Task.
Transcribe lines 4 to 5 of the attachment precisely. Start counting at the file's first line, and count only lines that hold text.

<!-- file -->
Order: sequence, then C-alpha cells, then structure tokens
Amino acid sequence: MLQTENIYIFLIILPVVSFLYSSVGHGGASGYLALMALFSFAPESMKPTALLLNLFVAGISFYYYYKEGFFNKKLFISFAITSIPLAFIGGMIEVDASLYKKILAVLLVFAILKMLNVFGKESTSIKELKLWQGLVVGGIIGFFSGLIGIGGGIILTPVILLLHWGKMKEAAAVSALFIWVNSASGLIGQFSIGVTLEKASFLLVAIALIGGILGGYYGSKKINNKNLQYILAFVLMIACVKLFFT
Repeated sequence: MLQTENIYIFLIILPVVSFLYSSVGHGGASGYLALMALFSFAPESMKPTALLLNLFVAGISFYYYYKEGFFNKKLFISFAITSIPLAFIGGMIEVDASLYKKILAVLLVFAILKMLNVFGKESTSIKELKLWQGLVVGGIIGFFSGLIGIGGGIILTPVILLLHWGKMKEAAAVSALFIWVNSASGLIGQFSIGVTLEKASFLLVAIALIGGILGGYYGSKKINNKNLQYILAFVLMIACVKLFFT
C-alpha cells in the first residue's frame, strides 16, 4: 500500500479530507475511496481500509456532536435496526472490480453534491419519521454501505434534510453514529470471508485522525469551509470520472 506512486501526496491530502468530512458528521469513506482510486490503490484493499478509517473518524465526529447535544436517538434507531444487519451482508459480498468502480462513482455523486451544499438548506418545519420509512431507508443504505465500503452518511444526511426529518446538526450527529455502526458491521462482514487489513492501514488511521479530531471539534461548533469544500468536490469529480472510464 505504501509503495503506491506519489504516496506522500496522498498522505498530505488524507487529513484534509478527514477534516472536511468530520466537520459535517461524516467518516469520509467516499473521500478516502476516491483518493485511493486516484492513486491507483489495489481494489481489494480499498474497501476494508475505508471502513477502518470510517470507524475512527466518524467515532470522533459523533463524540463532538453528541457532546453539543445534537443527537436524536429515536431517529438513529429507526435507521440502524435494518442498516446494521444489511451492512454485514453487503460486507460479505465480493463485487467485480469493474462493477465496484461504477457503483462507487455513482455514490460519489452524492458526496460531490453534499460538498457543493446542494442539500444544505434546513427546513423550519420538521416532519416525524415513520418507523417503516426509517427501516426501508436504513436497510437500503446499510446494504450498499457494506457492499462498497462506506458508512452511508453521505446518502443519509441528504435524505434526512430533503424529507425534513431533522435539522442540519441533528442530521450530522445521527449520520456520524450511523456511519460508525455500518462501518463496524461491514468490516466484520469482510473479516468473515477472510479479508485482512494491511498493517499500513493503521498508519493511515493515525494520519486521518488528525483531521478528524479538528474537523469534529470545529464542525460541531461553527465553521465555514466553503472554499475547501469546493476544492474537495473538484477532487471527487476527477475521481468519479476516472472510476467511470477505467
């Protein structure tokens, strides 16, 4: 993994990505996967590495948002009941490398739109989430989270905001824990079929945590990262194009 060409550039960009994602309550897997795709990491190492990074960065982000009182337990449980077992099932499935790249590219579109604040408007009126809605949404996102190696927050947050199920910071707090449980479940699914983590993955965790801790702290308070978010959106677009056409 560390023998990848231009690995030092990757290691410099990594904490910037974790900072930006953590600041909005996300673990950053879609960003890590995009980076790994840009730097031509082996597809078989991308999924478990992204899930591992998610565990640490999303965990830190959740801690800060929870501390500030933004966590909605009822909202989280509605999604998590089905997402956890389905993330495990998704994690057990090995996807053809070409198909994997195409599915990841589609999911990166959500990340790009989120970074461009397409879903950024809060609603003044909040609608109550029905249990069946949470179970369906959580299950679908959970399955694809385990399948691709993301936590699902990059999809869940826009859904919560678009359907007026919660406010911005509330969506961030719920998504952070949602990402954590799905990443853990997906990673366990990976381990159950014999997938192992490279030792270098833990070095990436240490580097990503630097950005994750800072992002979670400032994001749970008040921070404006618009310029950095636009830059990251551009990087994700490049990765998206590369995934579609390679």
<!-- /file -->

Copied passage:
C-alpha cells in the first residue's frame, strides 16, 4: 500500500479530507475511496481500509456532536435496526472490480453534491419519521454501505434534510453514529470471508485522525469551509470520472 506512486501526496491530502468530512458528521469513506482510486490503490484493499478509517473518524465526529447535544436517538434507531444487519451482508459480498468502480462513482455523486451544499438548506418545519420509512431507508443504505465500503452518511444526511426529518446538526450527529455502526458491521462482514487489513492501514488511521479530531471539534461548533469544500468536490469529480472510464 505504501509503495503506491506519489504516496506522500496522498498522505498530505488524507487529513484534509478527514477534516472536511468530520466537520459535517461524516467518516469520509467516499473521500478516502476516491483518493485511493486516484492513486491507483489495489481494489481489494480499498474497501476494508475505508471502513477502518470510517470507524475512527466518524467515532470522533459523533463524540463532538453528541457532546453539543445534537443527537436524536429515536431517529438513529429507526435507521440502524435494518442498516446494521444489511451492512454485514453487503460486507460479505465480493463485487467485480469493474462493477465496484461504477457503483462507487455513482455514490460519489452524492458526496460531490453534499460538498457543493446542494442539500444544505434546513427546513423550519420538521416532519416525524415513520418507523417503516426509517427501516426501508436504513436497510437500503446499510446494504450498499457494506457492499462498497462506506458508512452511508453521505446518502443519509441528504435524505434526512430533503424529507425534513431533522435539522442540519441533528442530521450530522445521527449520520456520524450511523456511519460508525455500518462501518463496524461491514468490516466484520469482510473479516468473515477472510479479508485482512494491511498493517499500513493503521498508519493511515493515525494520519486521518488528525483531521478528524479538528474537523469534529470545529464542525460541531461553527465553521465555514466553503472554499475547501469546493476544492474537495473538484477532487471527487476527477475521481468519479476516472472510476467511470477505467
């Protein structure tokens, strides 16, 4: 993994990505996967590495948002009941490398739109989430989270905001824990079929945590990262194009 060409550039960009994602309550897997795709990491190492990074960065982000009182337990449980077992099932499935790249590219579109604040408007009126809605949404996102190696927050947050199920910071707090449980479940699914983590993955965790801790702290308070978010959106677009056409 560390023998990848231009690995030092990757290691410099990594904490910037974790900072930006953590600041909005996300673990950053879609960003890590995009980076790994840009730097031509082996597809078989991308999924478990992204899930591992998610565990640490999303965990830190959740801690800060929870501390500030933004966590909605009822909202989280509605999604998590089905997402956890389905993330495990998704994690057990090995996807053809070409198909994997195409599915990841589609999911990166959500990340790009989120970074461009397409879903950024809060609603003044909040609608109550029905249990069946949470179970369906959580299950679908959970399955694809385990399948691709993301936590699902990059999809869940826009859904919560678009359907007026919660406010911005509330969506961030719920998504952070949602990402954590799905990443853990997906990673366990990976381990159950014999997938192992490279030792270098833990070095990436240490580097990503630097950005994750800072992002979670400032994001749970008040921070404006618009310029950095636009830059990251551009990087994700490049990765998206590369995934579609390679």